Professor Anita Hill says time is long past for a personal apology from former Vice President Joe Biden, over how things went when she testified before the Senate Judiciary Committee in 1991 that she had been sexually harassed by then-Supreme Court nominee Clarence Thomas.
Biden, considered a potential candidate for president in 2020, chaired the committee during the hearings to confirm Thomas’ nomination to the high court, and has since been frequently criticized for the way Hill was treated during her testimony. A year ago during Glamour’s Women of the Year summit, Biden said that he was “so sorry that she had to go through what she went through” during the hearings, and later told Teen Vogue that “I owe her an apology” for not doing more to rein in attacks on her character by Republican members of the committee.
“He said he apologized, but he hasn’t apologized to me,” Hill said amid frequent applause and two standing ovations during USC Dornsife’s “From Social Movement to Social Impact: Putting an End to Sexual Harassment in the Workplace” event Thursday afternoon.
“The statute of limitations has run on an apology. I don’t need an apology,” Hill continued. And yet. “But sometimes when the doorbell rings, and I am not expecting anyone, I think, could that be Joe Biden?” she joked, provoking roars of laughter from the audience of students and professors.
Biden, Hill says, keeps saying he “could have done more” to support her testimony in 1991, such as calling her supporting witnesses. Her retort now: “Yes, you could have!”
Representatives for Biden did not immediately respond to a request for comment from TheWrap.
Hill also criticized the decision by Republican Sen. Susan Collins of Maine to confirm Judge Brett Kavanaugh to the Supreme Court, despite Prof. Christine Blasey Ford’s testimony that Kavanaugh sexually assaulted her when they were teenagers. “It was a political decision,” Hill said of Collins’s vote. “I would have respected her more if she said, ‘this is a political decision.'”
Hill was troubled by Collins’s proclamation that Ford did not know who attacked her, and Collins’s statement that she is “100% sure” it was not Kavanaugh. “I resented that Sen. Susan Collins would tell Dr. Christine Blasey Ford that [the senator] would know who [Ford’s] assailant was better than [Ford] did,” Hill said.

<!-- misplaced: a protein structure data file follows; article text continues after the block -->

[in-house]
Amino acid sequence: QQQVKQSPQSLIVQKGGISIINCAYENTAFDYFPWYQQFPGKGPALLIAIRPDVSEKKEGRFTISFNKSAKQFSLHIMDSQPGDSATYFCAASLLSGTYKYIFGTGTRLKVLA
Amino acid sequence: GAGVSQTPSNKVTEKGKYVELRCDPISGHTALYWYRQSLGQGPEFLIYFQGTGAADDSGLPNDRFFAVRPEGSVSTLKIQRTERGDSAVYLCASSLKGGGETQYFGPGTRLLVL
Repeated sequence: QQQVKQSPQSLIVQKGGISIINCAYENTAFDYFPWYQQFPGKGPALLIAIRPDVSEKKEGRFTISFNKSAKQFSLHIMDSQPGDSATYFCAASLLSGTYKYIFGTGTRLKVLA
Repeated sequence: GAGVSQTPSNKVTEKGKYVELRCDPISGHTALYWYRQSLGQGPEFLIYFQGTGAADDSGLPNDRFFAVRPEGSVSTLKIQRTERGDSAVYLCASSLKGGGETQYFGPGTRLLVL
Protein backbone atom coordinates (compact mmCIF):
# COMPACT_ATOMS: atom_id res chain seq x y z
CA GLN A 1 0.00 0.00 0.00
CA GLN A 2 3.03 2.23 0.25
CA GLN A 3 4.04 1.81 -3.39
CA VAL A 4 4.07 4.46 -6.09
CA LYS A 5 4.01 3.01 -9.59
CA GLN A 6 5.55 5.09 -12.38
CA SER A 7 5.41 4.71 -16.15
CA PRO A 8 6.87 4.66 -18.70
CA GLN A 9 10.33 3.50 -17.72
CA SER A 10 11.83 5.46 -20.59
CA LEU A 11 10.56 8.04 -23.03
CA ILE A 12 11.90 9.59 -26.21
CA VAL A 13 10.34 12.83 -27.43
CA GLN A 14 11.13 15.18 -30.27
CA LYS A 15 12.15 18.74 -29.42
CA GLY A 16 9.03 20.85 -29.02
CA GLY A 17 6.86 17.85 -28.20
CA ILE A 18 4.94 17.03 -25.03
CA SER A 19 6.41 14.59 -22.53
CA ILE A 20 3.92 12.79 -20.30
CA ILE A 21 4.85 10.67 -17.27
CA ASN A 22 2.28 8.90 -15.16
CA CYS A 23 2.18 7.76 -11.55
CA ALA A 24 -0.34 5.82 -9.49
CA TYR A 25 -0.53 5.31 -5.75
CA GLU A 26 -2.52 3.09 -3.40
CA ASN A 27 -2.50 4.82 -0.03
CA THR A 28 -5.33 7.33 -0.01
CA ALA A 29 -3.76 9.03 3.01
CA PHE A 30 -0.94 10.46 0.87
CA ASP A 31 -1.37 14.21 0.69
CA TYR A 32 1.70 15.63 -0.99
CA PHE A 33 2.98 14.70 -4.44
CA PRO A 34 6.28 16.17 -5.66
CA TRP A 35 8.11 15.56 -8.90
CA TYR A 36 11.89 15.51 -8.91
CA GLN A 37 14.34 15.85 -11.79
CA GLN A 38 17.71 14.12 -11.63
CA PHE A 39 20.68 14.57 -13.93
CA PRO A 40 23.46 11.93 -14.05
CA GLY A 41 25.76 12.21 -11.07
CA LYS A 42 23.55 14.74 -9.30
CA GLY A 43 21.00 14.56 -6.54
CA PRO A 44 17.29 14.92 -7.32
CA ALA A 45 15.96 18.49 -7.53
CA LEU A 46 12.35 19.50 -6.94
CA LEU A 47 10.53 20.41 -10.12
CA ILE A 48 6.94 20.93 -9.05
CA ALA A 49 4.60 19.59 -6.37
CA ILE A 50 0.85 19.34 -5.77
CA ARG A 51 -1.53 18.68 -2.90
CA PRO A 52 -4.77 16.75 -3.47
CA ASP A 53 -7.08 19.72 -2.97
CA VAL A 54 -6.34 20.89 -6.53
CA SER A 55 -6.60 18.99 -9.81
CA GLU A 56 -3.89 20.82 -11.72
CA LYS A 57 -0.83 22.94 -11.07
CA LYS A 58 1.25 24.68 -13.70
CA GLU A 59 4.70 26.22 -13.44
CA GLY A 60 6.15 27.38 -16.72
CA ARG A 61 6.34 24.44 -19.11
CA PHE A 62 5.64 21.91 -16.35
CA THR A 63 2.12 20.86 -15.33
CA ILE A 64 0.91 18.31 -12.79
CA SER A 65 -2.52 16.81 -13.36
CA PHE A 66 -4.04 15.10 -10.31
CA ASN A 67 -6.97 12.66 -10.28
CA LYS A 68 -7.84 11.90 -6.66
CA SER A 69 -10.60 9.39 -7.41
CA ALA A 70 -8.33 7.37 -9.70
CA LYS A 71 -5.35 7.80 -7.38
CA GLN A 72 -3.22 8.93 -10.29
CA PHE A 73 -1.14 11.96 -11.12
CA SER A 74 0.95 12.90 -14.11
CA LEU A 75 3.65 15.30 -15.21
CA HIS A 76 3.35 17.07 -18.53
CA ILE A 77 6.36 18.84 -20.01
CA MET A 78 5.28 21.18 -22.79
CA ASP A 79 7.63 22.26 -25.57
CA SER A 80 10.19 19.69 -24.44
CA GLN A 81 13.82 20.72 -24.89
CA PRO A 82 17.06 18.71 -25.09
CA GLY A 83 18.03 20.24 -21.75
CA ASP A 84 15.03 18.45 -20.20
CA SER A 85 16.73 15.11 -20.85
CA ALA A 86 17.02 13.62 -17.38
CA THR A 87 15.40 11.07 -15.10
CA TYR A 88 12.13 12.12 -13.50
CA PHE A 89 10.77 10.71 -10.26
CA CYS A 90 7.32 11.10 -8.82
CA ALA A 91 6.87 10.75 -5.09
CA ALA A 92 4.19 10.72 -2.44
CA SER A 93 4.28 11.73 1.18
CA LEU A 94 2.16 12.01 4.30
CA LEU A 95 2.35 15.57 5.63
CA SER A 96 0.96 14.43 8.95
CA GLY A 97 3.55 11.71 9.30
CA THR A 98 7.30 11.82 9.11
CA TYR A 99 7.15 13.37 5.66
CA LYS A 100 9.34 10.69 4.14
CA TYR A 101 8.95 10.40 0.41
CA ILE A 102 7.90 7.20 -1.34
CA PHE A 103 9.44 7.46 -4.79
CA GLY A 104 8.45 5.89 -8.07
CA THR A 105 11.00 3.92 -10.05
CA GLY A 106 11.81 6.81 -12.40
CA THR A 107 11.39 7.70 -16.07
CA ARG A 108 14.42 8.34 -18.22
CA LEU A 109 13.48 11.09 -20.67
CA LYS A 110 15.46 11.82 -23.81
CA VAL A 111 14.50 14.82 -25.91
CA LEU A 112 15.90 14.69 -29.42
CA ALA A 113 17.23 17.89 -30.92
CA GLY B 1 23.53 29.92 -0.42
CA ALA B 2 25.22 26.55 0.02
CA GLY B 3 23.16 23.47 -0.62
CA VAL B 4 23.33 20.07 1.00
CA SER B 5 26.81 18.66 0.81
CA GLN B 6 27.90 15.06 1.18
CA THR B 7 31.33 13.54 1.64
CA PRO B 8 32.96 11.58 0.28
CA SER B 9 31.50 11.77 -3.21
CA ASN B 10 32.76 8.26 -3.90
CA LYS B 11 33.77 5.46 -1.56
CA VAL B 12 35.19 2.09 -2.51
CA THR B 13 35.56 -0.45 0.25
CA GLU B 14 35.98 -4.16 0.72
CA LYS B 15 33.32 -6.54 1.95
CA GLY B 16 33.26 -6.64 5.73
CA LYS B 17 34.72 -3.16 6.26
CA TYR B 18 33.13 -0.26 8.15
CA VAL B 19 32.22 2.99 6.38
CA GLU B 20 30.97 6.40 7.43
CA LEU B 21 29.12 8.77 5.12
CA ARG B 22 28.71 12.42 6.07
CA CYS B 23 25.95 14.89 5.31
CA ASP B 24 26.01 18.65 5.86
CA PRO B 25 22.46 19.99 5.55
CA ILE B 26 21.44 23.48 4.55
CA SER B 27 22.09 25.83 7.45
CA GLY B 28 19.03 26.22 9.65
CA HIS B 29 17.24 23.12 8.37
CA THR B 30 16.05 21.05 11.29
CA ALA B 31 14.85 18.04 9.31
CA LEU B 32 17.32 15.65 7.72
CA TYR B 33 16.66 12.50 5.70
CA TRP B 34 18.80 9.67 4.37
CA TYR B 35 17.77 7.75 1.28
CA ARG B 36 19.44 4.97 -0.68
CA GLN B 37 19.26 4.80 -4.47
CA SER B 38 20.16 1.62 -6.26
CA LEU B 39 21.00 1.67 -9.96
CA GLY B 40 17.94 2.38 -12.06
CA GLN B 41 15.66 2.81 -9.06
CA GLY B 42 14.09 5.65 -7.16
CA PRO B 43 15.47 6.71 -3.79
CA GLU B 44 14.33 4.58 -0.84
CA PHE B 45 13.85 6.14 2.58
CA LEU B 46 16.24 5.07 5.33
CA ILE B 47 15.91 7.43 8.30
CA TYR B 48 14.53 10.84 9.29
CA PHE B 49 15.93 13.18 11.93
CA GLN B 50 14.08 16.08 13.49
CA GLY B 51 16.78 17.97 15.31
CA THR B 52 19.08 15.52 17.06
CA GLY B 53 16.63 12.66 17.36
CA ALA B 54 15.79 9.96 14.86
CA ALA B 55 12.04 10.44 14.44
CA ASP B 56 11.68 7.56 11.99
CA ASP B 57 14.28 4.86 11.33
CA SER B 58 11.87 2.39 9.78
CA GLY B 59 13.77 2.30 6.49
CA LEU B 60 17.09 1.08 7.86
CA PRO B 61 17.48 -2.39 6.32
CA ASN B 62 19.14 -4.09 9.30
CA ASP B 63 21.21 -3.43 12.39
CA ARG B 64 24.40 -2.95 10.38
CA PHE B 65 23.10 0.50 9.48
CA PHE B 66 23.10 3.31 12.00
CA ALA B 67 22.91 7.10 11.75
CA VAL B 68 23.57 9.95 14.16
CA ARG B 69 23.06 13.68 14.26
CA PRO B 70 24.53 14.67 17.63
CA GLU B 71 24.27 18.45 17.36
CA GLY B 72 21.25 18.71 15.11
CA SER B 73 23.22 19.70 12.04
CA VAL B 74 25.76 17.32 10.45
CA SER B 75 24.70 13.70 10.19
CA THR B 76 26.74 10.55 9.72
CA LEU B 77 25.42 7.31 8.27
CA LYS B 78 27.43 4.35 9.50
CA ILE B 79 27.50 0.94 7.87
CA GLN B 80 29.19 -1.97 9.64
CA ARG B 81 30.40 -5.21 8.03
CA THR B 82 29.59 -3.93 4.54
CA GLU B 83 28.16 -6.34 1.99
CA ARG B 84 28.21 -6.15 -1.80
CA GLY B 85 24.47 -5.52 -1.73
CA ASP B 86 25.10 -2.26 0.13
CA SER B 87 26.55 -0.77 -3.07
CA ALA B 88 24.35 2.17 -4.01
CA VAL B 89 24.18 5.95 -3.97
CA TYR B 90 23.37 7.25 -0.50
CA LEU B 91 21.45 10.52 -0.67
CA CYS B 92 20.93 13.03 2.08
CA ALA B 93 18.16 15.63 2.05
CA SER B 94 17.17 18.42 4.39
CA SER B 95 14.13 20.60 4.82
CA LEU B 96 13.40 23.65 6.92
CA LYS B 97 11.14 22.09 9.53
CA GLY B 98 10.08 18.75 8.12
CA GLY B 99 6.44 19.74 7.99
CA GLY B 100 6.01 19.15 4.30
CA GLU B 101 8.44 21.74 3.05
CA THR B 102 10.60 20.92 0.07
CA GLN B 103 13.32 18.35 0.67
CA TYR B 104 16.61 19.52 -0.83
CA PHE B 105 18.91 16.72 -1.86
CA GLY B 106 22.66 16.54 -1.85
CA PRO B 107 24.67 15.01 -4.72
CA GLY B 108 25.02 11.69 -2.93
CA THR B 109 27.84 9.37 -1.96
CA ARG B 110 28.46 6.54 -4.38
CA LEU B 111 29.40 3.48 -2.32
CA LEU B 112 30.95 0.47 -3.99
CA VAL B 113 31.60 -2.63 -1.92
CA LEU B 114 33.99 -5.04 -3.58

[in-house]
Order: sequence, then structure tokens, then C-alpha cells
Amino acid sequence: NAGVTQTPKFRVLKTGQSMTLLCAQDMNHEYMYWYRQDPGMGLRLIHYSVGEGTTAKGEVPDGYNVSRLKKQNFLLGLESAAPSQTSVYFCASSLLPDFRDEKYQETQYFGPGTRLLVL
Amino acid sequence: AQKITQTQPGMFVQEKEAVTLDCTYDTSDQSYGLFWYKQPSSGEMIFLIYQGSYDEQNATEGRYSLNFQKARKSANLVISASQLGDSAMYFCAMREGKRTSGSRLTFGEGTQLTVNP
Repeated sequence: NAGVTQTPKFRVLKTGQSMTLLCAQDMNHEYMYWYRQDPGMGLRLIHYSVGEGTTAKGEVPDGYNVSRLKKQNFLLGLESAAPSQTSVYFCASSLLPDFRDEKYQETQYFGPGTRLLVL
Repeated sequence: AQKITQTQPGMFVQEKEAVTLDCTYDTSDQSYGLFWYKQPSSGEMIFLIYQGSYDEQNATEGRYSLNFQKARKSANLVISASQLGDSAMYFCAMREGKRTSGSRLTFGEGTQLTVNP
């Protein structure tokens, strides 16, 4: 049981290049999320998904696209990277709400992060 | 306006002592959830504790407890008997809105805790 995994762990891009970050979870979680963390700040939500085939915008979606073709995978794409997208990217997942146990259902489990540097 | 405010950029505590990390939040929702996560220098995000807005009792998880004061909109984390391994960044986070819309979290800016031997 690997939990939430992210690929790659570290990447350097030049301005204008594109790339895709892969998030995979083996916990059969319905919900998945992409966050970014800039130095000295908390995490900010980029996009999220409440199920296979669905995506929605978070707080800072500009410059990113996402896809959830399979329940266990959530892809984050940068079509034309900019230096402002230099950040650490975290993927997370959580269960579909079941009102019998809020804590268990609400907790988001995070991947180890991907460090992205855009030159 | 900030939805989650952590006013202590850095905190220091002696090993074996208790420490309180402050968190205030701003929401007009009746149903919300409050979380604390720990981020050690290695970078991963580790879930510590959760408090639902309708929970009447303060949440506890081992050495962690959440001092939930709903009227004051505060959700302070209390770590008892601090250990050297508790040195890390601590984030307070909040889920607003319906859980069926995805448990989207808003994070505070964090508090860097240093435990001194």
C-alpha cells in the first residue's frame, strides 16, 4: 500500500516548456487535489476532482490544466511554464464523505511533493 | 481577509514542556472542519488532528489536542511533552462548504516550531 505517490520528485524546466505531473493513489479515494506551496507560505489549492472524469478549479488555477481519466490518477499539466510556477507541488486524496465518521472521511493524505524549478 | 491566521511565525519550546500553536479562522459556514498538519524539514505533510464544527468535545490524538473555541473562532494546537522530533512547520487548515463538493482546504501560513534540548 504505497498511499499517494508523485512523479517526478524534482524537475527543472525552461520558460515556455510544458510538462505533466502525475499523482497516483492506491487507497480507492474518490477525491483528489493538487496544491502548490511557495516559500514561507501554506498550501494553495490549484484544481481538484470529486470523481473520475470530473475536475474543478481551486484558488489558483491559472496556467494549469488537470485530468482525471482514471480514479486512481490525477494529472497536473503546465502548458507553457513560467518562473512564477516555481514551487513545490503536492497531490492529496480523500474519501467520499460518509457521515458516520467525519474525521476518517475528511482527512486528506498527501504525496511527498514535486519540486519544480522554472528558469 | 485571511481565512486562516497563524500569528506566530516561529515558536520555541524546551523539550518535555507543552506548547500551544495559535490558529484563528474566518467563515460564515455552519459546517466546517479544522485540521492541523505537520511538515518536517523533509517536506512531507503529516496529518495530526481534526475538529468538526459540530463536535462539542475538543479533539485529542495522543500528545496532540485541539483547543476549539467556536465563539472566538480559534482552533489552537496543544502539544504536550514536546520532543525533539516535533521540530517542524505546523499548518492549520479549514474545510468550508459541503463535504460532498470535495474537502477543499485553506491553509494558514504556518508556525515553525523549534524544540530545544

Hill also criticized Collins for suggesting that the standard of “innocent until proven guilty” was the correct standard for Kavanaugh’s nomination hearings. That high standard is an important protection for criminal defendants, Hill said, but Collins “debased” that protection by saying the rule applied to a political process.
What kind of questions would Hill have asked Kavanaugh had she been on the Judiciary Committee when he testified? “How do you view your power? Do you view it is something that can be used as a weapon? Or do you use it as something that should be shared?” she said.
Hill added that she thinks much has improved in terms of the courts and society recognizing that sexual harassment is harmful and against the law, but says there is still much work to be done, such as exploring how sexual assault impacts the lives of transgender women of color and others who are not the stereotypical image of a rape victim – a young, attractive, white woman.
Sexual assault, she said, “should be treated as a public health issue, a public safety issue, a business issue, and a civil rights issue.”
Hill is a professor of social policy, law, and women’s studies at Brandeis University.